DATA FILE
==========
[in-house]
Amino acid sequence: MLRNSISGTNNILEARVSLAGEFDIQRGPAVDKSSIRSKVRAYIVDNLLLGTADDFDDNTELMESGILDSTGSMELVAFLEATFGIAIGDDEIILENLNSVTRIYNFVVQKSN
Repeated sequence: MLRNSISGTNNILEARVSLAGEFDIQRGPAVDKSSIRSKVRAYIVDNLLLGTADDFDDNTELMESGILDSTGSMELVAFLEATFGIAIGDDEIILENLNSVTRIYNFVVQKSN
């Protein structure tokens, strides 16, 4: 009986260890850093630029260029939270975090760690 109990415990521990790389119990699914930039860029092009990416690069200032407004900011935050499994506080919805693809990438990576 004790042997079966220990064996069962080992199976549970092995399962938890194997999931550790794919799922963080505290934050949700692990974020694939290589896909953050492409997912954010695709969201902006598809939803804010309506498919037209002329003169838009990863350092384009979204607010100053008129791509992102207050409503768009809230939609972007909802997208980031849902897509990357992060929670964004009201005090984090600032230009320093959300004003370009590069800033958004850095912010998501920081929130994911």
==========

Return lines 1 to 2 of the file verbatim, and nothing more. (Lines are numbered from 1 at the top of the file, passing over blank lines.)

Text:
[in-house]
Amino acid sequence: MLRNSISGTNNILEARVSLAGEFDIQRGPAVDKSSIRSKVRAYIVDNLLLGTADDFDDNTELMESGILDSTGSMELVAFLEATFGIAIGDDEIILENLNSVTRIYNFVVQKSN